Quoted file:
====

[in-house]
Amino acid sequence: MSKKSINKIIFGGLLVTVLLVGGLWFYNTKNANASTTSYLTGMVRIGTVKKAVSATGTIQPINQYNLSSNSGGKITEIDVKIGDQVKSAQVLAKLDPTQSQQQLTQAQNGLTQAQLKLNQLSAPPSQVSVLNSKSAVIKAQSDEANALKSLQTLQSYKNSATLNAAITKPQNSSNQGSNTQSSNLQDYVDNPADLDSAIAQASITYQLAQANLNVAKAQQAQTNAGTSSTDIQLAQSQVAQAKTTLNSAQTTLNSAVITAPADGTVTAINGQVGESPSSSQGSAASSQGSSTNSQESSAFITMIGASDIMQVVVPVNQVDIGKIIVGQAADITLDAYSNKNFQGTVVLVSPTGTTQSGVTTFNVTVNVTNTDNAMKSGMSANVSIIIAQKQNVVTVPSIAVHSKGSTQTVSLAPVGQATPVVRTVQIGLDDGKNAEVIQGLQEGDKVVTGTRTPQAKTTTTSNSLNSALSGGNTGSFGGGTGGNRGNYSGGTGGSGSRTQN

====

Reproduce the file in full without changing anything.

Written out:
[in-house]
Amino acid sequence: MSKKSINKIIFGGLLVTVLLVGGLWFYNTKNANASTTSYLTGMVRIGTVKKAVSATGTIQPINQYNLSSNSGGKITEIDVKIGDQVKSAQVLAKLDPTQSQQQLTQAQNGLTQAQLKLNQLSAPPSQVSVLNSKSAVIKAQSDEANALKSLQTLQSYKNSATLNAAITKPQNSSNQGSNTQSSNLQDYVDNPADLDSAIAQASITYQLAQANLNVAKAQQAQTNAGTSSTDIQLAQSQVAQAKTTLNSAQTTLNSAVITAPADGTVTAINGQVGESPSSSQGSAASSQGSSTNSQESSAFITMIGASDIMQVVVPVNQVDIGKIIVGQAADITLDAYSNKNFQGTVVLVSPTGTTQSGVTTFNVTVNVTNTDNAMKSGMSANVSIIIAQKQNVVTVPSIAVHSKGSTQTVSLAPVGQATPVVRTVQIGLDDGKNAEVIQGLQEGDKVVTGTRTPQAKTTTTSNSLNSALSGGNTGSFGGGTGGNRGNYSGGTGGSGSRTQN